Topic from Joe IRS Agent Scam & More
Topic from Joe
IRS Agent Scam & More
Advice from Joe:
“If someone unexpectedly calls claiming to be from the IRS and threatens police arrest, deportation or license revocation if you don’t pay immediately, that is a sign that it really isn’t the IRS calling,” IRS Acting Commissioner Danny Werfel said in the statement.
The IRS first contacts people by mail about unpaid taxes and won’t ask for payment using a pre-paid card or wire transfer, nor any personal or financial information by email, texting or any social media. If you get an email asking for this information, the IRS asks that you forward it to email@example.com. Don’t open any attachments or click on any links in those emails.
According to the IRS website, scammers will often:
• Use common names and fake IRS badge numbers.
• Know the last four digits of the victim’s Social Security number.
• Make caller ID appear as if the IRS is calling.
• Send bogus IRS emails to support their scam.
• Call a second time claiming to be the police or DMV, and caller ID again supports their claim.
If you get a call from someone claiming to be with the IRS asking for a payment, here’s what to do:
• If you owe federal taxes, or think you might owe taxes, hang up and call the IRS at 800-829-1040. IRS workers can help you with your payment questions.
• If you don’t owe taxes, call and report the incident to the Treasury Inspector General for Tax Administration at 800-366-4484.
• You can also file a complaint with the Federal Trade Commission at FTC.gov. Add “IRS Telephone Scam” to the comments in your complaint.
Beware of Tax Scams!
The IRS wants taxpayers to be aware of tax scams. These scams are illegal and can lead to problems for taxpayers including significant penalties, interest and possible criminal prosecution. The schemes take several shapes, ranging from promises of large tax refunds to illegal ways of “un-taxing” yourself.
Here are three important guidelines to keep in mind:
• You are responsible and liable for the content of your tax return.
• Anyone who promises you a bigger refund without knowing your tax situation could be misleading you, and
• Never sign a tax return without looking it over to make sure it is accurate.
Beware of these common schemes:
Return Preparer Fraud:
Dishonest tax return preparers can cause many headaches for taxpayers who fall victim to their ploys. Such preparers derive financial gain by skimming a portion of their clients’ refunds and charging inflated fees for return preparation services. They attract new clients by promising large refunds. Choose carefully when hiring a tax preparer. As the saying goes, if it sounds too good to be true, it probably is. No matter who prepares your tax return you are ultimately responsible for its accuracy and for any tax bill that may arise due to a questionable claim.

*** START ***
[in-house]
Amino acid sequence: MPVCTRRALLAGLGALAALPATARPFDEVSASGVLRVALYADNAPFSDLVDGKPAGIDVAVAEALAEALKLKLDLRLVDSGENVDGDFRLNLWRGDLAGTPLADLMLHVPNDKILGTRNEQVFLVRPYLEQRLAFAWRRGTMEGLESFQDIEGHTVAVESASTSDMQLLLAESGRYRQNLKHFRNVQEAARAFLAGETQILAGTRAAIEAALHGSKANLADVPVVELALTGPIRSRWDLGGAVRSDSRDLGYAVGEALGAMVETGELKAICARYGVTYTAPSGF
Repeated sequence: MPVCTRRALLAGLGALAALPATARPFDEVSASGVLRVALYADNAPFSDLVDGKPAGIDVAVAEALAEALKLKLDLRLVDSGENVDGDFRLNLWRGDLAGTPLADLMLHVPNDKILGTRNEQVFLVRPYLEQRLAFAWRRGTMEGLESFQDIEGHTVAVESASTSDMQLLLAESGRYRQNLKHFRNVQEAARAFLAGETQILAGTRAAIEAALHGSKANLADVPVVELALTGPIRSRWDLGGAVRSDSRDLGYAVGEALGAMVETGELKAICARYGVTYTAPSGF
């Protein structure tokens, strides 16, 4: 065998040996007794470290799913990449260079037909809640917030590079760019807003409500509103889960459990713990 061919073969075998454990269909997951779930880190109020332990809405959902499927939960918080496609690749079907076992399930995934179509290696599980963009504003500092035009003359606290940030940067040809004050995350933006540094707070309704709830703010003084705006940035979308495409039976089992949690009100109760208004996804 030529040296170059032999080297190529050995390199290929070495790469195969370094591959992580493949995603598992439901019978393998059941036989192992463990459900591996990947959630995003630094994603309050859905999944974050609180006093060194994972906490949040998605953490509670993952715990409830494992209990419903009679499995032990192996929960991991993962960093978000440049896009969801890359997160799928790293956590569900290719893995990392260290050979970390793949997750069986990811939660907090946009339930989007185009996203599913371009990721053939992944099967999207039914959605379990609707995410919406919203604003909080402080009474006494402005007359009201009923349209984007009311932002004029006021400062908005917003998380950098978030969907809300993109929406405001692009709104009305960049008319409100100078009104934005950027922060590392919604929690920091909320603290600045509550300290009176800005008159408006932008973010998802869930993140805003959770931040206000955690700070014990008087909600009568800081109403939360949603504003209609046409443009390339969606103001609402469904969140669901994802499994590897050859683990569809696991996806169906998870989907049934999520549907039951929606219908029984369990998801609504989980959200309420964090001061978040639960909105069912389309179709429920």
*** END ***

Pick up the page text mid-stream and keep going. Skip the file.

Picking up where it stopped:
To increase confidence in the tax system and improve compliance with the tax law, the IRS is implementing a requirement that all paid tax return preparers register with the IRS and obtain a preparer tax identification number (PTIN). Later this year, registered preparers will have to pass a competency exam and take continuing education courses.
It pays to be choosy when it comes to disclosing personal information. Identity thieves have used stolen personal data to access financial accounts, run up charges on credit cards and apply for new loans. The IRS is aware of several identity theft scams involving taxes or scammers posing as the IRS itself. The IRS does not use e-mail to contact taxpayers about issues related to their accounts. If you have any doubt whether a contact from the IRS is authentic, call 800-829-1040 to confirm it.
Promoters have been known to make outlandish claims such as that the Sixteenth Amendment concerning congressional power to establish and collect income taxes was never ratified; that wages are not income; that filing a return and paying taxes are merely voluntary; and that being required to file Form 1040 violates the Fifth Amendment right against self-incrimination or the Fourth Amendment right to privacy. Don’t believe these or other similar claims. Such arguments are false and have been thrown out of court. Taxpayers have the right to contest their tax liabilities in court, but no one has the right to disobey the law.
For more information or related tax facts visit our site: http://www.taxproblem.org/?s=scam&submit=Search